In addition to sex differences in blood acylated ghrelin and insulin concentrations, we also found male-female differences in appetite response to the initiation of exercise training (17). In men, responses to appetite questionnaires indicated less desire to eat, less perceived hunger, and lower scores on a "how much food can you eat" question when energy intake was raised to offset the extra energy expended and maintain energy balance. In women, however, appetite responses were not responsive to the increased dietary energy. These data are in agreement with some (9) but not other (29,30) previous studies focused on how exercise (1-9 bouts) impacts appetite and food intake. The differences in appetite responses in these studies may hinge on whether energy intake was controlled or allowed to vary. In our study and in Broom et al. (9), energy intake was controlled by feeding the subjects weighed, measured meals throughout the intervention. In contrast, others (29,30) allowed the subjects to eat ad libitum and assessed food intake through a diet recall. The advantages of ad libitum eating (get an actual measure of "free-living" energy intake) have to be balanced with the known difficulties with reconciling self-reported data using dietary recall with actual energy intake. In our study, knowing exactly what the subjects consumed on a daily basis allows us to conclude that there are potentially important sex differences in how physical activity affects perceived appetite.
Although we found that exercise altered the hormonal and appetite responses in a sex-specific manner, there was imperfect concordance between the two seemingly related measures. For example, the hormone data suggest that exercise should increase food intake in women but have no effects on food intake in men. In contrast, our appetite data suggest exercise would have no effects on food intake in women and decrease food intake in men. The disconnection is supported by a recent study showing that the energy-regulating hormones and appetite respond to different physiological/metabolic signals (6). Borer et al. (6) suggest that appetite is influenced by recent energy intake (i.e., food ingestion through the mouth), whereas circulating concentrations of energy-regulating hormones are responding to changes in energy status (deficit, balance, and surplus).
The key question that remains unanswered is whether sex differences in energy-regulating hormones and/or perceived appetite are reflected by differences in ad libitum food intake. To our knowledge, all three relevant variables (i.e., hormones, appetite, and food intake) have not been systematically assessed in a single study. Because, by design, we controlled energy intake and energy expenditure (both independent variables), we were unable to determine whether sex differences in the hormonal and appetite responses would translate to differences in actual food intake. One study (30) showed that women increased ad libitum food intake to partially compensate for the new higher energy expenditure due to exercise, but there was no change in perceived appetite (hormonal response was not measured). In contrast, men did not increase ad libitum food intake (29). These results are supported by a study showing that after a 12-h fast, female rats had higher ghrelin concentrations and higher ad libitum overnight food intake compared with male rats (14). Although much more work needs to be done, the results to date suggest that sex differences in the way regular physical activity impacts energy-regulating hormones and appetite may lead to different patterns of food intake and, ultimately, different effects on body fat loss (Fig. 4).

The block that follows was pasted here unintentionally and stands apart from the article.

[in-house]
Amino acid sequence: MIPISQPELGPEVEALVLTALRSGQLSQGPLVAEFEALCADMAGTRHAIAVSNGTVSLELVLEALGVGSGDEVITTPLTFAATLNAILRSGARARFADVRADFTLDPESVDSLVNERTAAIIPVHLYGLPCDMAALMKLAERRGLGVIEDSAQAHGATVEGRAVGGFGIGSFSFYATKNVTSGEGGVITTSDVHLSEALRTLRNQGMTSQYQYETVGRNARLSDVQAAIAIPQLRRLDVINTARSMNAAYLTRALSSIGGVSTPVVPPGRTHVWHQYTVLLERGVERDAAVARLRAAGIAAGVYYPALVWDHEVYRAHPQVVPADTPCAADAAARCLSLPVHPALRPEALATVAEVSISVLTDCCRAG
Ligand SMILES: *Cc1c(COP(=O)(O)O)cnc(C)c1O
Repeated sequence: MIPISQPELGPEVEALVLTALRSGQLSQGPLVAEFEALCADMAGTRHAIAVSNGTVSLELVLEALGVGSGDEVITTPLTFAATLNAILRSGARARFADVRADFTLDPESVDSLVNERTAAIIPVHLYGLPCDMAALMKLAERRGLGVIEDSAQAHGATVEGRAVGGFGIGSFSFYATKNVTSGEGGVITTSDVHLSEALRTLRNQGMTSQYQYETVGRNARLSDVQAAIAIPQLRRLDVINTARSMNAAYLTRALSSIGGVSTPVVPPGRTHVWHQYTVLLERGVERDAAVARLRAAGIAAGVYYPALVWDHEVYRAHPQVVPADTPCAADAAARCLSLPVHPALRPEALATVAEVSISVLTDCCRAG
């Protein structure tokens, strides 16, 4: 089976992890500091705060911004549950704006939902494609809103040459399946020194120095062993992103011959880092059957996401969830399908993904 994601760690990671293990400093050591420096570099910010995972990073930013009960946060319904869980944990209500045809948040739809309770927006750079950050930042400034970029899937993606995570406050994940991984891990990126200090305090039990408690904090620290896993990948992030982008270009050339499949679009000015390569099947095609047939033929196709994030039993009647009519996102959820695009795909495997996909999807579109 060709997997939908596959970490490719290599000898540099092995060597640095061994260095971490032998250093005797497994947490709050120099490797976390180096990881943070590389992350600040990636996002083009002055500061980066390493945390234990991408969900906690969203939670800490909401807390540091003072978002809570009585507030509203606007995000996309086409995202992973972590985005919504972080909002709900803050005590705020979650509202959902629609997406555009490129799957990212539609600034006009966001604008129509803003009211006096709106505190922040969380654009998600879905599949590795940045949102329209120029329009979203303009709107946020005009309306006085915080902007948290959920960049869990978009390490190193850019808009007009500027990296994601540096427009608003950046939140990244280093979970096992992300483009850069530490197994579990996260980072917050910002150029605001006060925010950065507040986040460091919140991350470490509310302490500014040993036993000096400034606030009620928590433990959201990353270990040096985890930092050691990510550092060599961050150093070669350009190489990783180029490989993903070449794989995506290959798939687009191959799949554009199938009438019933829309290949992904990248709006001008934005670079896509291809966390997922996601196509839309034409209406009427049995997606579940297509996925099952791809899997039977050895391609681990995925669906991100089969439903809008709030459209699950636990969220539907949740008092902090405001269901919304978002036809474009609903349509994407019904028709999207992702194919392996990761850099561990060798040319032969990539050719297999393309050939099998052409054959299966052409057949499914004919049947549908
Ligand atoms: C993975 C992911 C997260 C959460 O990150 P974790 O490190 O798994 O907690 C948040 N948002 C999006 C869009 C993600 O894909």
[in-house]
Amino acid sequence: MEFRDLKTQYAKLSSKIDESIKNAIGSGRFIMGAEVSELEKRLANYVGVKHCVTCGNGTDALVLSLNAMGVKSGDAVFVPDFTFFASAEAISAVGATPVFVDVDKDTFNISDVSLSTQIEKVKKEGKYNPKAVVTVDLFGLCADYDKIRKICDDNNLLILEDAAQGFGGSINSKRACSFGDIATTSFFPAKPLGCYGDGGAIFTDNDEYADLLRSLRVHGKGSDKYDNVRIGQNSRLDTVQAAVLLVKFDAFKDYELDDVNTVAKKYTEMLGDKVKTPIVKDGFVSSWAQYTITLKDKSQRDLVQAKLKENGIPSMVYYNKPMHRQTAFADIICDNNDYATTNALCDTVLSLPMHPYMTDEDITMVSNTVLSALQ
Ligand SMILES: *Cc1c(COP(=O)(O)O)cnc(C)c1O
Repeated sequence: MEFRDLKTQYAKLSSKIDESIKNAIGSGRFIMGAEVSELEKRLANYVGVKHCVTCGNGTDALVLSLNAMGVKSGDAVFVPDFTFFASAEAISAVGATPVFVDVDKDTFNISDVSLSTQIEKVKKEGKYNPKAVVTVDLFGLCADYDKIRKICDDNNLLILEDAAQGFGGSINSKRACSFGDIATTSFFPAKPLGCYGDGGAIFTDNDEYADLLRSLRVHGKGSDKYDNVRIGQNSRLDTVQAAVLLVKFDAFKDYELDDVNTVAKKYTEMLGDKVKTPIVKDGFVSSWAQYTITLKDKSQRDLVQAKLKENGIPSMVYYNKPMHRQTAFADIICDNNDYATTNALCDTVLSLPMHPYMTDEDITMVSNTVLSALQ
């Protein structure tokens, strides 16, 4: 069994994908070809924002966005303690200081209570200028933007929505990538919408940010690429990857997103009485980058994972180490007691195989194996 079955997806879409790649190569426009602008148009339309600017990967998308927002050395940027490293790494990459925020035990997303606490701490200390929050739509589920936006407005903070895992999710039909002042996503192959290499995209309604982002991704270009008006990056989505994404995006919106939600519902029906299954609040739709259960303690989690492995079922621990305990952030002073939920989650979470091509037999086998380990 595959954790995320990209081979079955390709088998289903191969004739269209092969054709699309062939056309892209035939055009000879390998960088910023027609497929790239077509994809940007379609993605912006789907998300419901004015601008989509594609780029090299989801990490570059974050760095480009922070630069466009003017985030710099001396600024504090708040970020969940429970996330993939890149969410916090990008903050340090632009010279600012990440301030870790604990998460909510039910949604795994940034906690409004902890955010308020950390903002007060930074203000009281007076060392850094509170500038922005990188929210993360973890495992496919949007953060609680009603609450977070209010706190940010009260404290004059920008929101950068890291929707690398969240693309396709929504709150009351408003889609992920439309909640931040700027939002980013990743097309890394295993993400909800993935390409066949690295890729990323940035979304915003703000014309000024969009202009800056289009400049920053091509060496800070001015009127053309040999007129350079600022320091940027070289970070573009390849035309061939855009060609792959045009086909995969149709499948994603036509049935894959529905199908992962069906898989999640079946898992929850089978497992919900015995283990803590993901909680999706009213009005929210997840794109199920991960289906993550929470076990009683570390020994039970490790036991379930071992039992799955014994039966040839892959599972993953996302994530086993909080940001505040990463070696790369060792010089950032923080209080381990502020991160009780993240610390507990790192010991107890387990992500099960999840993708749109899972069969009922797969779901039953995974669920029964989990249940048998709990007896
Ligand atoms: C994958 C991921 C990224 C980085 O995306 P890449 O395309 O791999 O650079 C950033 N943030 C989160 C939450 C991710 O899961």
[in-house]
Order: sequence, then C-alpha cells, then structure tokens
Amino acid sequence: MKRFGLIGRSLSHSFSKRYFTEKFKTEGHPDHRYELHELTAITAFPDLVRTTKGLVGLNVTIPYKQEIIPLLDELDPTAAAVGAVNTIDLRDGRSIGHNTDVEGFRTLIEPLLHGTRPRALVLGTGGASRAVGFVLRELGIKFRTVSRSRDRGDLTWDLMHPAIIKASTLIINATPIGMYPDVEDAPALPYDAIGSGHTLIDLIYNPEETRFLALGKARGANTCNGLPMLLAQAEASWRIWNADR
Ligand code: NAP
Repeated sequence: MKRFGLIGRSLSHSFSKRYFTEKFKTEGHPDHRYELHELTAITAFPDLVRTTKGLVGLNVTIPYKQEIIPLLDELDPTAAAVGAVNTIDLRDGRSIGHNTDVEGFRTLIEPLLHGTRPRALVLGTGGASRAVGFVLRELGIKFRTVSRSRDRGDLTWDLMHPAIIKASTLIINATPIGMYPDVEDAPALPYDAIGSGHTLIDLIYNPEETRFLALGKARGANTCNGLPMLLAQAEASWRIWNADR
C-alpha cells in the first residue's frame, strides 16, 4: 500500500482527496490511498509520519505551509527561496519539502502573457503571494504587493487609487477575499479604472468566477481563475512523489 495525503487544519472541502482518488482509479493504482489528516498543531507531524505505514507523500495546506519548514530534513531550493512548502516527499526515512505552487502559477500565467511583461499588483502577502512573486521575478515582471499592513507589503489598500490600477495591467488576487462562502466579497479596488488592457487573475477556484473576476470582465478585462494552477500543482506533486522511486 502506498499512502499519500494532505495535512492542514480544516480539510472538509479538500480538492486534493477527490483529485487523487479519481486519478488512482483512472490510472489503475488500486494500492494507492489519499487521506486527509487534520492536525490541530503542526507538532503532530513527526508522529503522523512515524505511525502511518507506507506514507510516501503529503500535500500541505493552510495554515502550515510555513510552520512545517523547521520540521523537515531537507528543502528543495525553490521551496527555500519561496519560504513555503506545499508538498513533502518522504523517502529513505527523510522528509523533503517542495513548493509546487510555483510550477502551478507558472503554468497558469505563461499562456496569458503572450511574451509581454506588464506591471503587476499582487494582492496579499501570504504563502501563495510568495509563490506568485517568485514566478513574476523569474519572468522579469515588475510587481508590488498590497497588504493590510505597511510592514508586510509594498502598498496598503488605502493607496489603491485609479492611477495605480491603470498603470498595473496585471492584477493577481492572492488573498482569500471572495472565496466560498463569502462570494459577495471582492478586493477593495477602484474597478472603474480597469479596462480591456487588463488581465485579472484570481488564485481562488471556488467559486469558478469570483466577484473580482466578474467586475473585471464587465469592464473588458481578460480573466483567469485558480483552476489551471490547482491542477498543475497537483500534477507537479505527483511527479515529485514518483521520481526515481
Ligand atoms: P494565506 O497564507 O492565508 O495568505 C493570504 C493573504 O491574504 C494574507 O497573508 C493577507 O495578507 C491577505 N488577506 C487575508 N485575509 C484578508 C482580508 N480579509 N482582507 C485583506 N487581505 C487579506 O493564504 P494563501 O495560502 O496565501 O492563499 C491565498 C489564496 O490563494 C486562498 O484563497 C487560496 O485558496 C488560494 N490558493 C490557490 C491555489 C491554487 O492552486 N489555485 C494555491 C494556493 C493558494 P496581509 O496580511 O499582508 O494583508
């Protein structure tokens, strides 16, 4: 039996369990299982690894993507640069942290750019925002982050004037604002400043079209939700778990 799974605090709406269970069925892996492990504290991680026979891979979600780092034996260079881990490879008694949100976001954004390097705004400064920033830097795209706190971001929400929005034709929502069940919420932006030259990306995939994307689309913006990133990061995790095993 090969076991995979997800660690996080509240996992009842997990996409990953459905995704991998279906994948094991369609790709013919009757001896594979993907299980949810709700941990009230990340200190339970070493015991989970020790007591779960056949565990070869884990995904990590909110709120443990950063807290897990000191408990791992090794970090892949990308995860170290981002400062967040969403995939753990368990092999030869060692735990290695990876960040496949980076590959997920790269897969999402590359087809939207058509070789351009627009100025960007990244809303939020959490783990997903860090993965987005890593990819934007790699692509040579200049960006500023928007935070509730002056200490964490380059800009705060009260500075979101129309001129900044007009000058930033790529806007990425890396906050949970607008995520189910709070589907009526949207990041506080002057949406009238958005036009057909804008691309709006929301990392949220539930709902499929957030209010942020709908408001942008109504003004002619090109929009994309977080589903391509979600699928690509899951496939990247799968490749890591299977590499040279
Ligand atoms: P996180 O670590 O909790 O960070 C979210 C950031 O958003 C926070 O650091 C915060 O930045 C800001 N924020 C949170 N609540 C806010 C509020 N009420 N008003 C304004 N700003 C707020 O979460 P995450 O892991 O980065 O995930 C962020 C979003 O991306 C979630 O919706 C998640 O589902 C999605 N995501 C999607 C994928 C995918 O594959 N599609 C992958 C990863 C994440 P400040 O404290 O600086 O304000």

CONCLUSIONS AND FUTURE DIRECTIONS
It is generally accepted that regular physical activity, with no deliberate dietary changes, results in greater body fat loss in men compared with women. Our recent work, and that of others, led us to the view that male-female differences in the hormonal and appetite responses to physical activity may alter the role played by physical activity in the regulation of body weight. These sex-based differences have implications for our understanding of both basic science (e.g., what signaling pathways underlie the sex differences in whole-body metabolism and what tissues are they located in?) and practical application (e.g., diet/exercise recommendations for the general public). Many of the basic science questions will be addressable in animals genetically modified to underexpress or overexpress particular pathways. Based on those results, researchers will be able to design clever studies in humans to understand the applicability to regulation of human energy expenditure. Ultimately, the objective is to understand the complex web of interrelated signals sufficiently to address important public health questions. Are sex differences in energy-regulating hormones and appetite so meaningful that they lead to sex-specific physical activity recommendations? Is it necessary for most women (but fewer men) to increase energy expenditure and restrict energy intake to lose body fat and/or maintain their ideal body weight/composition? As usual, answering these questions requires a series of research studies at several different "scales" (e.g., cell, organ systems, whole organism, population).
The authors thank all the present and past members of the Energy Metabolism Laboratory for their assistance. The authors are grateful to all the volunteers who gave their time and participation in the investigations. The study was supported by funding from American Diabetes Association grant 7-04-JF-10, and the Baystate/UMass Biomedical Research Program.
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Keywords:©2010 The American College of Sports Medicine
exercise; energy intake; body fat; ghrelin,; insulin; leptin; PYY